I was at a co-working space in downtown Phoenix with Erika, the marketing consultant I hired to help me promote my program.
We were brainstorming article ideas to get the right person (i.e. you) to read this post.
I had a brainwave and exclaimed, “the consulting business model sucks.”
The look on her face told me I struck a nerve.
Of course, she’s a consultant.
I’m telling her that her business model sucks.
I back-pedaled and asked some probing questions to help illustrate my point:
How much of your revenue is recurring?
Most consultants I know are hired guns.
They drop in, solve a big problem and then move onto the next client and next problem.
The common answer: none.
If you had to stop working for a month, how much income would you generate the following month?
I know a handful of consultants who supplement their income with book or course sales, but each product relies on an entirely different business model.
The common answer: I wouldn’t have an income.
If you had to sell your business right now, what would it be worth?
The intellectual property and process live in the consultant’s head.
That makes a consulting business very unattractive for a prospective buyer.
The common answer for how much a consulting business is worth: next to nothing.
Anyway, back to Erika.
We’re still friends and she didn’t fire me.
She even gave me the OK to publish this post, but my three questions hit a real pain point for her and other successful consultants.
I’ve seen it over and over again.
You excel in your field, whether it’s advertising, marketing, sales, SEO, customer service, or something else.
You command excellent rates for the time you trade with your clients.
You get referral business and land enough projects to earn six figures of income per year.
But, your business model is broken.
If you get hit by a bus, your income does too.
If you try to exit your business, you might get a tiny multiple of annual recurring revenue (if you have any recurring revenue).
And you’re the linchpin of the business.
You are the reason why your business is so successful.
You are also the reason why your business is brittle.
When you look at it that way, consulting does suck.
It’s not that you suck. It’s not that helping people sucks. It’s the business model that sucks.
You know something else?
I’ve been consulting for years and still do today.
I spend around eight hours a week talking to one on one coaching clients.
Technically, I call myself a CEO Coach but I’m still a consultant.
I trade my time for money.
My consulting work is as enjoyable as it is unscalable.
As a business model, it is as profitable as it is unsellable.
But I do it anyway, because it helps people and I enjoy it.
I’ve been down this road before.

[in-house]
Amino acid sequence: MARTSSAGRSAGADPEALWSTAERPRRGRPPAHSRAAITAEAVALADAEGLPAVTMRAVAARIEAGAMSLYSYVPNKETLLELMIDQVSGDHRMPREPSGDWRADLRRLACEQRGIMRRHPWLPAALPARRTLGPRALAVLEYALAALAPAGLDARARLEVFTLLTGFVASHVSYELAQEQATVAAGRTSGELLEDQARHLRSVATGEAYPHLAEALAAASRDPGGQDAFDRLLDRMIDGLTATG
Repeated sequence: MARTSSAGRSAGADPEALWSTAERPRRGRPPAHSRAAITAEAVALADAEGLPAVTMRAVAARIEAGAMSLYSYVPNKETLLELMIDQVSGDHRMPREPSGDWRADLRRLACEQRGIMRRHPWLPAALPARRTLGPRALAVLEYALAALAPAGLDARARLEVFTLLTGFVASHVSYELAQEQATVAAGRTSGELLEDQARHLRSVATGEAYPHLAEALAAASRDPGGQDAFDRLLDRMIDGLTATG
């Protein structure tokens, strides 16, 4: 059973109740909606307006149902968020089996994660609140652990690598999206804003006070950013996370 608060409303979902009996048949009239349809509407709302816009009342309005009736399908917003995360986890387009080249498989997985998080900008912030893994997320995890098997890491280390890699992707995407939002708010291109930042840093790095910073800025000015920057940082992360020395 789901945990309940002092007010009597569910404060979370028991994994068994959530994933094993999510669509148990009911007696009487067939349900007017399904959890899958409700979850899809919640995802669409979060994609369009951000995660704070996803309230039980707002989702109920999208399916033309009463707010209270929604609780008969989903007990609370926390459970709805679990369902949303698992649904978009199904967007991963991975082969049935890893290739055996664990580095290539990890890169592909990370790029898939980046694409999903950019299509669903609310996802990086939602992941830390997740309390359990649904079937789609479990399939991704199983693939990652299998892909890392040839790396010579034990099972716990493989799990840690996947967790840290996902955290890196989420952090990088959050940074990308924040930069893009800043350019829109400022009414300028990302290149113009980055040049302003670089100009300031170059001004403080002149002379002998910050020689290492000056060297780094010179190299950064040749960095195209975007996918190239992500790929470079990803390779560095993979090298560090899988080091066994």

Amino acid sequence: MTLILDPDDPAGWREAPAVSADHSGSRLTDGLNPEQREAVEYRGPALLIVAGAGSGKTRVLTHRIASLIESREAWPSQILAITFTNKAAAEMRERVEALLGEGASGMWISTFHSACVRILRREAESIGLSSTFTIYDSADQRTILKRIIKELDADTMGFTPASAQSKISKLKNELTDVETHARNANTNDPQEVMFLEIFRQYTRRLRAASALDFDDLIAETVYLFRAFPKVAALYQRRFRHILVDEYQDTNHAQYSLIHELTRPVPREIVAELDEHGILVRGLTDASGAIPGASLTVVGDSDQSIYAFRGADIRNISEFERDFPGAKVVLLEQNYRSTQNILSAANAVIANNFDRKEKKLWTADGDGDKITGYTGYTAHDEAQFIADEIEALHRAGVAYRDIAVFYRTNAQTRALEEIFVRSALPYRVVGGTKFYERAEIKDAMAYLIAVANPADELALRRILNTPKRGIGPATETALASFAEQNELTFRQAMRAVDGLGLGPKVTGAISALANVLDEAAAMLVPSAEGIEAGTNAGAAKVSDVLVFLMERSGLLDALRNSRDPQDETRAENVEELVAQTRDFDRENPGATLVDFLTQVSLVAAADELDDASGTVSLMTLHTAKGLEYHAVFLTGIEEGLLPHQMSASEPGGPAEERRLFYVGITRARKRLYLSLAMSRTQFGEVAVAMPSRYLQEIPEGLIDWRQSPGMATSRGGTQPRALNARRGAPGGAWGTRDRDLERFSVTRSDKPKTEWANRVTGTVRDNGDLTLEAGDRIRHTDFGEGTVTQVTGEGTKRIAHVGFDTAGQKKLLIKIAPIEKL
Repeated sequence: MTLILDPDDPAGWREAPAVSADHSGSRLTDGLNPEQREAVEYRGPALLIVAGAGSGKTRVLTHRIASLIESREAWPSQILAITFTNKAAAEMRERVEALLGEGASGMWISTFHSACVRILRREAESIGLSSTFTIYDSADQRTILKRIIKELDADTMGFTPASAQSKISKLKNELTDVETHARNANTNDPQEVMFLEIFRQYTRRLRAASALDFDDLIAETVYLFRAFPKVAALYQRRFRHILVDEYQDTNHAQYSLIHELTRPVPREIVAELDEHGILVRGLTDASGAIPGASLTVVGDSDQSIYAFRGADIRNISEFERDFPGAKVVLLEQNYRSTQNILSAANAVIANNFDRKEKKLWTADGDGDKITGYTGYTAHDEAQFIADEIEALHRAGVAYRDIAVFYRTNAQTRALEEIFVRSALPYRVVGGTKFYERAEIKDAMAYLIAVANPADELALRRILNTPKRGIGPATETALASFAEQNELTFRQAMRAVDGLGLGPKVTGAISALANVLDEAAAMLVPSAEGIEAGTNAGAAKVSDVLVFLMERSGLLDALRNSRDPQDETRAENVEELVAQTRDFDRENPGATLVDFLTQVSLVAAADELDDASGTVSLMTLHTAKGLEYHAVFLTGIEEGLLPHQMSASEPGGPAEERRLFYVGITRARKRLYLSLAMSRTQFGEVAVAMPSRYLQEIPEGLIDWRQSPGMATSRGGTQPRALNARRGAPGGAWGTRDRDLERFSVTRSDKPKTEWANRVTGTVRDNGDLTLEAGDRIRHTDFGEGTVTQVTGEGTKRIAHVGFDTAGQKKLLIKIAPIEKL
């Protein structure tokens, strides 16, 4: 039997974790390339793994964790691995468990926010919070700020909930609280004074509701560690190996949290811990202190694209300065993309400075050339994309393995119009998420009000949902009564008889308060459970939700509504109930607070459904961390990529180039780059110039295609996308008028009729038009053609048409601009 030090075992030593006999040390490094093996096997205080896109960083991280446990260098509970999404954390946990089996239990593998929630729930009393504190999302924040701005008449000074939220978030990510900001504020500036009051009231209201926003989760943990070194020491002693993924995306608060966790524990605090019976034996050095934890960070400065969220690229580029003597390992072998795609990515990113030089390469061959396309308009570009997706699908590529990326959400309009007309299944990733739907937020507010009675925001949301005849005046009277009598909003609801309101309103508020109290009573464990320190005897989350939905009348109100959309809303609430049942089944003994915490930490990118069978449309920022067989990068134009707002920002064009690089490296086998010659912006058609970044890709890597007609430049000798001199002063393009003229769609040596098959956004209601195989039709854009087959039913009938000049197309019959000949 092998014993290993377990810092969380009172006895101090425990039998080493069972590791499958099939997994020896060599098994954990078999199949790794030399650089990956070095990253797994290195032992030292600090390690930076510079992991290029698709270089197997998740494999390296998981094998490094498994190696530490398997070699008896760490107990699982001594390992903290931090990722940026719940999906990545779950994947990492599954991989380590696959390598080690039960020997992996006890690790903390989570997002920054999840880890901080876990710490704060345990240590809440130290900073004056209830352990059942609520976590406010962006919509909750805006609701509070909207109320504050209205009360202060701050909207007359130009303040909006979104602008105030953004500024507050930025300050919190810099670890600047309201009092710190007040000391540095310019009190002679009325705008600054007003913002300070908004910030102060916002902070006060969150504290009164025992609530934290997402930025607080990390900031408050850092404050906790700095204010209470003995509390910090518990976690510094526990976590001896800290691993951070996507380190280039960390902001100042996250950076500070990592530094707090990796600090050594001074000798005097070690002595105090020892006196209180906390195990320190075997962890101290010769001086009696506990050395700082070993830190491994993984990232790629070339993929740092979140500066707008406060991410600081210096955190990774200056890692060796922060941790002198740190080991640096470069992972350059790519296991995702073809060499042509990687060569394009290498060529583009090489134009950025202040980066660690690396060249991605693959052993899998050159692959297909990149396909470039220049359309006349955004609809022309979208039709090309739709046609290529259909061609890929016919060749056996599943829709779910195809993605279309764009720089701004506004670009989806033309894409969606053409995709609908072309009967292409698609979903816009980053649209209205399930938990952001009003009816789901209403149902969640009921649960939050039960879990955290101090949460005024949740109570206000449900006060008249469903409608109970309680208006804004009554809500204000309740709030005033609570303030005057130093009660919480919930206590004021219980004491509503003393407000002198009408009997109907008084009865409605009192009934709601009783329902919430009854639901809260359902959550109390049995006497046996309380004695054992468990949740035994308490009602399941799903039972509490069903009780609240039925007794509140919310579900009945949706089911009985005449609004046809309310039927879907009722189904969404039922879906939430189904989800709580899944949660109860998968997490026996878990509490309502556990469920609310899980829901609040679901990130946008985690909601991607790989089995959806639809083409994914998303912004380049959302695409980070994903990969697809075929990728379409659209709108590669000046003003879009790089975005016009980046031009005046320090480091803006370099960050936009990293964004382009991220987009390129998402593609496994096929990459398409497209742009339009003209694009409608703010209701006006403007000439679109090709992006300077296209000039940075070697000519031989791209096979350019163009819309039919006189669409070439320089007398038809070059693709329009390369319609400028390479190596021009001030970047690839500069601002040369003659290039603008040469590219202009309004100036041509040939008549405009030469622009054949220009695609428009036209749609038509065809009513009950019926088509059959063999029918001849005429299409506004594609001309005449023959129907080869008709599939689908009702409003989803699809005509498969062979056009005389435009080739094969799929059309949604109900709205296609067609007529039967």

In 2015, I was a partner in a Customer Success consulting business. We worked with companies like Oracle and Intuit. We helped many people, made a bunch of money, and I loved every minute of it.
Here’s a picture from a client engagement with Oracle – I’m on the bottom row at the far left and my business partner Nils is on the far right.
I was able to enjoy my time as a consultant because I had a productized service running in the background.
It was called WP Curve, and we offered 24/7 WordPress support.
The productized service gave me a six-figure salary and time freedom.
I had a team of people who knew exactly what their role was and how to do it well.
I could spend four hours or forty hours a week on the business – it was up to me.
We figured out how to scale it beyond ourselves and in 2016, GoDaddy acquired WP Curve.
I made a life-changing sum of money.
So I blew it all on a custom number plate for my 2013 Kia Optima.
Just kidding, it was $50.
After the acquisition, I spent the next few years scaling WP Curve at GoDaddy, coaching founders part-time and figuring out my next move.
Of course, it was in front of me all along.
There is a huge opportunity for lots of people to build their own productized service… but do it with way less stress than I did.
I made every mistake in the book, so you don’t have to.
Today, I help people build their own productized service.
To be clear, the consulting model might be a better fit for you if you love hunting down projects and getting paid right away.
Software as a service is even more lucrative and scalable, but it often takes years to get paid… so you need to raise funding or live lean for quite a while.
If you want to hit the sweet spot right in between consulting and SaaS, then you should consider the productized service model.
So where do you start?
I have a simple method to quickly evaluate productized service ideas.
I call it the RESCUE framework.
Here’s the abbreviated version:
- Is there a recurring need that your product solves?
- Does the problem you’re solving elicit emotion? Will your customer be angry if it doesn’t get solved or love you if it does?
- Can you see your product scaling to generate enough revenue to help you achieve your personal income goals?
- Is there a meaningful/significant hard and/or soft cost of not solving the problem your product intends to solve?
- Is there an urgency to solve the problem? Can the customer just do nothing?
- Does the idea of working on this product excite you? Can you see it exciting you for more than a few months?
Submit your details below and I’ll share the following download with you, for free:
- A blank RESCUE template you can use for your own ideas
- Six videos to explain the meaning of each term
- A completed RESCUE template for WP Curve (24/7 WordPress support company I co-founded and later sold to GoDaddy)
- An 8-figure productized service business idea that is yours for the taking
Here’s a brief preview: